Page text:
Say What? Karaoke
|This article does not cite any references (sources). (February 2010)|
|Say What? Karaoke|
|Also known as||SWK
|Written by||Tom Cohen
Matthew C. Mills
|Directed by||Joe DeMaio
|Presented by||Dave Holmes (1998-2000)
Joey McIntyre (2001)
Danielle Fishel & Steven Hill (2003)
|Country of origin||United States|
|Executive producer(s)||Tony DiSanto
|Producer(s)||Jennifer J. Carr|
|Running time||30 minutes|
|Original release||May 25, 1998– July 1, 2003|
|Preceded by||Say What?|
|Followed by||SWK 2.0|
The basics of the show are formatted as a real karaoke machine. Various college contestants compete by singing a popular song (often a pop song) with the music video played at the same time, as well as lyrics playing at the bottom of the screen. At times, there are two contestants that compete together. Afterwards they are rated by the judges on a 1-10 with plastic number signs, the rating number is also the number of points they have earned. Similar to other competitions, the finalists end up in first, second, and third position which depends on the number of points they have earned.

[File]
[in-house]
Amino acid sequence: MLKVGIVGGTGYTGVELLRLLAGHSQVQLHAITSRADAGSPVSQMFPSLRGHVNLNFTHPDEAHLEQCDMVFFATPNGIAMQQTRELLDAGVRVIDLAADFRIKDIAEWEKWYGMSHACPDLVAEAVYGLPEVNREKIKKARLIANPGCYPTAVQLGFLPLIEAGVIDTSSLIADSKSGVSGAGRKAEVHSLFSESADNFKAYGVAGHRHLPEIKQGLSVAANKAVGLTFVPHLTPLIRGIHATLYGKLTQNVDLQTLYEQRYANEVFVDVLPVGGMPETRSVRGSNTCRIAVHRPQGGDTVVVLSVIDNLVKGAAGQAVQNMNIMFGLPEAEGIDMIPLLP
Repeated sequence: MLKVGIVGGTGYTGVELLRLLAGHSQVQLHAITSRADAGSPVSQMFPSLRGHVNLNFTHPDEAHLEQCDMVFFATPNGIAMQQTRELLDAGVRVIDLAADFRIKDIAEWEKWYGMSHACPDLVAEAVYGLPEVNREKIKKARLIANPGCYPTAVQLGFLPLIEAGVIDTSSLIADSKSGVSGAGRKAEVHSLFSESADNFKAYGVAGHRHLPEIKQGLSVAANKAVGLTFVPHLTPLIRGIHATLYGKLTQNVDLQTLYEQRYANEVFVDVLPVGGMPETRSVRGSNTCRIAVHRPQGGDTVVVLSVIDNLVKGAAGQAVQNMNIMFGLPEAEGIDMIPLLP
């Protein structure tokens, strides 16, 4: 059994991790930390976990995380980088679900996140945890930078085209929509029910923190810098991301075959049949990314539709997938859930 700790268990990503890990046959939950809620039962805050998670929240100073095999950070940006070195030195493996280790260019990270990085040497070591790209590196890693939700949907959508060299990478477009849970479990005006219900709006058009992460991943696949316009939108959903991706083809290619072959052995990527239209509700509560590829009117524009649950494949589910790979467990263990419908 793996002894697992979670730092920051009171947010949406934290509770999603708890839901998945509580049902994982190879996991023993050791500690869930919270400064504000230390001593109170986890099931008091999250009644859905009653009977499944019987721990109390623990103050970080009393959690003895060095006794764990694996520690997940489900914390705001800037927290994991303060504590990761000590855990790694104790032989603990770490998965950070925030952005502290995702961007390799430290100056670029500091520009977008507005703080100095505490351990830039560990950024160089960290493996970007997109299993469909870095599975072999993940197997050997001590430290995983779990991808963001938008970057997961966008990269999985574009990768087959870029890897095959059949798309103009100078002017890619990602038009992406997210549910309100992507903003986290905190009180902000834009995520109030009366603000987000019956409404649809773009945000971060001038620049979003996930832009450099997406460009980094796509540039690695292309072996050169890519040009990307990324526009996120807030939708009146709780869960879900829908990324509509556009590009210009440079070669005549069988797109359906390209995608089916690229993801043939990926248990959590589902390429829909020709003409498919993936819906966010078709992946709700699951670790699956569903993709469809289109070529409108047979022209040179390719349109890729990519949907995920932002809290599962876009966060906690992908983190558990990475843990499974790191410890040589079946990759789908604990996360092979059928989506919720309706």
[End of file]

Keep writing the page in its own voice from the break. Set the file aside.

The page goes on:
The show began as a special that was extrapolated from the current MTV show Say What?. The original specials were tongue-in-cheek; the hosts even admitted that they thought karaoke was a lame premise for a show. However, the concept turned out to be extremely popular, more so than the show it had originated from.
At different times, the series was hosted by television personality and actor Dave Holmes, Real World alum Teck Holmes, singer Joey McIntyre, and finally co-hosted by actress Danielle Fishel and Real World alum Steven Hill. The series also featured several celebrity guest judges including actor Shia LaBeouf.
After the series ended in July 2003, its premise was revamped and aired on MTV on May 12, 2007 with the new title SWK 2.0. The show was hosted by Mikey Day and also featured celebrity judges including Danity Kane singer Aubrey O'Day, American Idol contestant Paris Bennett, and reality show star Tiffany "New York" Pollard, as well as viewer voting in some elements.